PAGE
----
Aug. 31, 2019
You’ve likely seen them around town: colorful painted rocks with inspirational sayings, signs on front lawns with words of affirmation, or body-positive phrases in our middle school and high school restrooms.
These small artifacts remind us just how powerful an act of kindness to another person can be. They reflect the spirit of community that we strive for here in Lee’s Summit.
In fact, the power of our interactions and their influence on others has been extensively studied. It turns out that every interaction we have with another person creates a kind of ripple effect. The positive or negative impact of our interaction travels to the next person with whom they interact, and all the people with whom that person interacts and so on and so forth. Eventually, especially in small communities, the energy we send out travels right back to us.
In his book, “Are You Fully Charged?” Tom Rath, a Gallup Senior Scientist, explores the impact that our interactions with others have on our happiness. He found that our networks of relationships affect almost everything about our wellbeing: whether we smoke, how likely we are to be overweight or obese, even how nice we are to other people. Imagine the number of interactions you have with others throughout your lifetime. Rath defines a moment as a three-second window; therefore, there are 1,200 moments per hour, 19,200 moments in a day, and 500 million moments over an average lifetime. Research confirms that the frequency of positive interactions in those brief moments is more important than their intensity in total impact on our wellbeing. If you have twelve mildly positive interactions during the day, you’ll feel better than someone who has one single amazing interaction.
It can be simple, painless, and free to create positive interactions with people throughout our day. And that outward positive charge increases our own wellbeing at the same time. Why, then, do we so often fail to do so? Psychologists blame our inability to be mindful of our behavior and its impact on a phenomenon called “continuous partial attention”. We exist in a state of autopilot, in which we are relying on habit and behavior loops to get through our day. Consider the last time you drove your car. Were you acutely aware of your feet on the brake and gas pedals, your hands on the wheel, and every passerby? Or, more likely, did you pull into your destination, hoping you hadn’t run any stop signs because you couldn’t remember a thing about the drive? If it was the latter, you’re not alone. These behavior loops help us accomplish more, quickly. We don’t have to think through every step of every task we do throughout our day. And, they have the negative consequence of lulling us into mental slumber, in which we fail to intentionally drive positive interactions with others.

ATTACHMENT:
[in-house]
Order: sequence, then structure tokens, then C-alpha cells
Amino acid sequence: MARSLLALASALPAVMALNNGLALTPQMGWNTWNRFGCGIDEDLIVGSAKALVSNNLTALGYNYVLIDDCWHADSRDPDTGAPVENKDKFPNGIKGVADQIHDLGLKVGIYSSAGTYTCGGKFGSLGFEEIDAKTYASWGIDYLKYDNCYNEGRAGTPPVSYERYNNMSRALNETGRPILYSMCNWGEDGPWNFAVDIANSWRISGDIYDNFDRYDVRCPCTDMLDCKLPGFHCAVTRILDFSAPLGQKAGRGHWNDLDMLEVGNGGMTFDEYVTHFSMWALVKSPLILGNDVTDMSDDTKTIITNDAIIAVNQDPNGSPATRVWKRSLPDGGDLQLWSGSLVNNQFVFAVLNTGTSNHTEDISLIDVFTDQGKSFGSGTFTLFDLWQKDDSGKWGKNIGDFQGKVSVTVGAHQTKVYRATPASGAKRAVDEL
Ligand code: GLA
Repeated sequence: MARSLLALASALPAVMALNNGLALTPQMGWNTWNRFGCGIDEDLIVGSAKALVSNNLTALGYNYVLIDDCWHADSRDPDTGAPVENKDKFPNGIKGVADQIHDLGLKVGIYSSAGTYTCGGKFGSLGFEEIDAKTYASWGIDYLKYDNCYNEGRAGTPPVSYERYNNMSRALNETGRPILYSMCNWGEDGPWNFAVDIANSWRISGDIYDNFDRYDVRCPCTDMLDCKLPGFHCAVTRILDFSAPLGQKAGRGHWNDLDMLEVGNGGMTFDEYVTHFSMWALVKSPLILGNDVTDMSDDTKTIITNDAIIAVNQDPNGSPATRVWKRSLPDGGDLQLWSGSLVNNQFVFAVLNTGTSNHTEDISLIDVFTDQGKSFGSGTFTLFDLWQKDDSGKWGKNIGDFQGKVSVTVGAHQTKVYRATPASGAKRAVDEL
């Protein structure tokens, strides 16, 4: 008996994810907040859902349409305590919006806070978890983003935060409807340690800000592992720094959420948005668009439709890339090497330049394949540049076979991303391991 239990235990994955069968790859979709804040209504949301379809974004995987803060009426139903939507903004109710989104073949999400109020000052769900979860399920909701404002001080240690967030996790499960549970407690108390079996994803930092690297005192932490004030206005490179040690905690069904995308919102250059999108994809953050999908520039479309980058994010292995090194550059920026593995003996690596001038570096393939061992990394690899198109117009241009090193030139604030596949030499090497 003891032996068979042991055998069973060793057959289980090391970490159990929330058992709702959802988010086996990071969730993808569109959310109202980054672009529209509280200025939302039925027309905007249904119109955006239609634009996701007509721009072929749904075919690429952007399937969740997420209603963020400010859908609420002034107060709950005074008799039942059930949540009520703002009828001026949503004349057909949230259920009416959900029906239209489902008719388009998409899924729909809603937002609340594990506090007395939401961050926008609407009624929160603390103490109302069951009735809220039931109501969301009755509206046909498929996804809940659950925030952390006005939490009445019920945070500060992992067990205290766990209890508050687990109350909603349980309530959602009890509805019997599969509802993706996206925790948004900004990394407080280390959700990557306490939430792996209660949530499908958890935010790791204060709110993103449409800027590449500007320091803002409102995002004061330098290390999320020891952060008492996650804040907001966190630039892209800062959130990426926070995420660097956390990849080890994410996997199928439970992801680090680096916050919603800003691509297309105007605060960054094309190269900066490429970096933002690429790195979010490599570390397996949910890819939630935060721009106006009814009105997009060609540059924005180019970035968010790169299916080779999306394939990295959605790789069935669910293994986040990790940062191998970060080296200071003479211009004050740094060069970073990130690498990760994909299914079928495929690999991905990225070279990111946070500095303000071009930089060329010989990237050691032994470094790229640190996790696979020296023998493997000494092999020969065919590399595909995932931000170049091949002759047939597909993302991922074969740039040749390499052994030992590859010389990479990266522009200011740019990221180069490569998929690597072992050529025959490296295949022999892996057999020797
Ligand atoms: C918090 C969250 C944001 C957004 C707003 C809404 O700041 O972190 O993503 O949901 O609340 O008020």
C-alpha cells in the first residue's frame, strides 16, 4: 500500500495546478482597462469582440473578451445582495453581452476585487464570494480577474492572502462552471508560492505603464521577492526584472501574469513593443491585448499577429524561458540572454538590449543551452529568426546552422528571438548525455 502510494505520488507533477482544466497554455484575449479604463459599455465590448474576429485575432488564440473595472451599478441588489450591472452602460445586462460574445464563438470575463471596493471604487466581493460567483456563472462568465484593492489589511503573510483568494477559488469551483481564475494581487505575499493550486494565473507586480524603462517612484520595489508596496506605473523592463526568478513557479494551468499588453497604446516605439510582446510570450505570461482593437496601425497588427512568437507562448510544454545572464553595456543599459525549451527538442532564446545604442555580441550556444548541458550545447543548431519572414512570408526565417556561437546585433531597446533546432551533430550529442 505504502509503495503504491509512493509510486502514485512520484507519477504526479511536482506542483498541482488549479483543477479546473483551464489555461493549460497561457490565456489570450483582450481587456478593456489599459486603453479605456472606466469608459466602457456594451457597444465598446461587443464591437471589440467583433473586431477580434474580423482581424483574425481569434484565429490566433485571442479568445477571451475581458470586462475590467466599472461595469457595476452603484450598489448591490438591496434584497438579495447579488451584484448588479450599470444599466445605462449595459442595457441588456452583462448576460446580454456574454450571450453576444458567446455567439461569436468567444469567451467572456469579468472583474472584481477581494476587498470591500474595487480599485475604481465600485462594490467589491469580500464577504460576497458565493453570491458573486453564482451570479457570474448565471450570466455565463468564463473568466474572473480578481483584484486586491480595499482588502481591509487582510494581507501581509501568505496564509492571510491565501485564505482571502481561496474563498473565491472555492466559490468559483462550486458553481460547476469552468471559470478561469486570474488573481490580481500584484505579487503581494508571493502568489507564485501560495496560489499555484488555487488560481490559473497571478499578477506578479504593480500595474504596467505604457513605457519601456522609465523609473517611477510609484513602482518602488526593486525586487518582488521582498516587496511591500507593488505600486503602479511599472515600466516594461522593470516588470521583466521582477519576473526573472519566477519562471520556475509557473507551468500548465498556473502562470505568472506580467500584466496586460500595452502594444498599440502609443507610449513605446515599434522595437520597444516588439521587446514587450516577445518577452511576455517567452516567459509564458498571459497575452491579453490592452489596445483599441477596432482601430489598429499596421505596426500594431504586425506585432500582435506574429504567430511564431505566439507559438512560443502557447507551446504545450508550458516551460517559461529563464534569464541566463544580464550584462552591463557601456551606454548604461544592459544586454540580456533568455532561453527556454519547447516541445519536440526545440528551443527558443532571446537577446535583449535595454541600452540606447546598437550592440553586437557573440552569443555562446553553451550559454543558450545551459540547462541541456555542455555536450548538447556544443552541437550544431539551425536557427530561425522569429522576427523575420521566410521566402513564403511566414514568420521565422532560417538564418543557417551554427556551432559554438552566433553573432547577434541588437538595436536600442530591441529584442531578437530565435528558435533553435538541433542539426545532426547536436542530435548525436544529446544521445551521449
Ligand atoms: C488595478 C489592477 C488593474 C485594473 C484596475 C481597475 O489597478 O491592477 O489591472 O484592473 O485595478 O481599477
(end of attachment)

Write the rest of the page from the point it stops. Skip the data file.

To counteract continuous partial attention, we must create a purposeful pause throughout our day. This is simply a moment in which you draw your attention away from all the distractions around you, and inward. The easiest way to do this is, while sitting or standing, focus on the feel of your feet on the floor, your hands on your lap or desk, and your breath as it enters and leaves your body. Try to focus for sixty seconds. If your mind wanders, gently bring it back to focusing only on what you feel in that moment. This type of purposeful pause allows us to escape continuous partial attention and move to mindfulness. Now we are ready to intentionally drive positive interactions with others.
Simple ways to create a positive ripple:
• Hold the door and smile at someone walking into a building behind you
• Allow someone to merge in front of you in traffic
• Invite someone to check out in front of you at the store
• Thank someone sincerely for something they have done to help you or others
• Compliment someone for a job well done
What ripple will you create today?
Author Karna Stuchlik MSOD, R.D., L.D., CPC is a Talent Development Partner with Saint Luke’s Health System. She is also a member of the Lee’s Summit Health Education Advisory Board, a Mayor-appointed, volunteer board that promotes and advocates community health by assessing health issues, educating the public and government agencies, developing plans to address health issues, encouraging partnerships and evaluating the outcomes.